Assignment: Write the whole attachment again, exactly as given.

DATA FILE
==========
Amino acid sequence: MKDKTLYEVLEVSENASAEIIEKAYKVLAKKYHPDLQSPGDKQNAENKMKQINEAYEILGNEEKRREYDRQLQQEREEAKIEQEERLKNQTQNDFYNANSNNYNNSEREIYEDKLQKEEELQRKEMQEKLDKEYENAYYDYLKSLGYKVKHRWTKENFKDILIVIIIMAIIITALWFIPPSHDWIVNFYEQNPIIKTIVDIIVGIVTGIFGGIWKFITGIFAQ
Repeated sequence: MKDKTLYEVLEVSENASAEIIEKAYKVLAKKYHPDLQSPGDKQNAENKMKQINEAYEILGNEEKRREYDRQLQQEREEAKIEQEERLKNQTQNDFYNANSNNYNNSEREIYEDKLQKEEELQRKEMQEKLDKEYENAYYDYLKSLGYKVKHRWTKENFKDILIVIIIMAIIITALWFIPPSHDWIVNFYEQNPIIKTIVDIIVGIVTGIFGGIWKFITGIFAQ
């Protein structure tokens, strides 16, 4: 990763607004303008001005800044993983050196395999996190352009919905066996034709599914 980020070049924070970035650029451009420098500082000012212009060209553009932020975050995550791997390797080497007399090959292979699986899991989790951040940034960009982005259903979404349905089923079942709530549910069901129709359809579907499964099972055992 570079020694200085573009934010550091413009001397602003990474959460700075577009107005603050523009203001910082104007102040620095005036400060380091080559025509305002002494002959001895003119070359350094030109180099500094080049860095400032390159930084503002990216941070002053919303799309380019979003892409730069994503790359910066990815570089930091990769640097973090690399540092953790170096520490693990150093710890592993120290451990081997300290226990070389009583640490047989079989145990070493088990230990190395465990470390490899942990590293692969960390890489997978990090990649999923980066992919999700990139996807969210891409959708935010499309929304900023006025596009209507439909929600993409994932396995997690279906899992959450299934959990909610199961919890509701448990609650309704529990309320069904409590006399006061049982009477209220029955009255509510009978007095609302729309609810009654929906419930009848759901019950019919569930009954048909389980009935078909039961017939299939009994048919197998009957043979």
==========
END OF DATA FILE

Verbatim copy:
Amino acid sequence: MKDKTLYEVLEVSENASAEIIEKAYKVLAKKYHPDLQSPGDKQNAENKMKQINEAYEILGNEEKRREYDRQLQQEREEAKIEQEERLKNQTQNDFYNANSNNYNNSEREIYEDKLQKEEELQRKEMQEKLDKEYENAYYDYLKSLGYKVKHRWTKENFKDILIVIIIMAIIITALWFIPPSHDWIVNFYEQNPIIKTIVDIIVGIVTGIFGGIWKFITGIFAQ
Repeated sequence: MKDKTLYEVLEVSENASAEIIEKAYKVLAKKYHPDLQSPGDKQNAENKMKQINEAYEILGNEEKRREYDRQLQQEREEAKIEQEERLKNQTQNDFYNANSNNYNNSEREIYEDKLQKEEELQRKEMQEKLDKEYENAYYDYLKSLGYKVKHRWTKENFKDILIVIIIMAIIITALWFIPPSHDWIVNFYEQNPIIKTIVDIIVGIVTGIFGGIWKFITGIFAQ
């Protein structure tokens, strides 16, 4: 990763607004303008001005800044993983050196395999996190352009919905066996034709599914 980020070049924070970035650029451009420098500082000012212009060209553009932020975050995550791997390797080497007399090959292979699986899991989790951040940034960009982005259903979404349905089923079942709530549910069901129709359809579907499964099972055992 570079020694200085573009934010550091413009001397602003990474959460700075577009107005603050523009203001910082104007102040620095005036400060380091080559025509305002002494002959001895003119070359350094030109180099500094080049860095400032390159930084503002990216941070002053919303799309380019979003892409730069994503790359910066990815570089930091990769640097973090690399540092953790170096520490693990150093710890592993120290451990081997300290226990070389009583640490047989079989145990070493088990230990190395465990470390490899942990590293692969960390890489997978990090990649999923980066992919999700990139996807969210891409959708935010499309929304900023006025596009209507439909929600993409994932396995997690279906899992959450299934959990909610199961919890509701448990609650309704529990309320069904409590006399006061049982009477209220029955009255509510009978007095609302729309609810009654929906419930009848759901019950019919569930009954048909389980009935078909039961017939299939009994048919197998009957043979």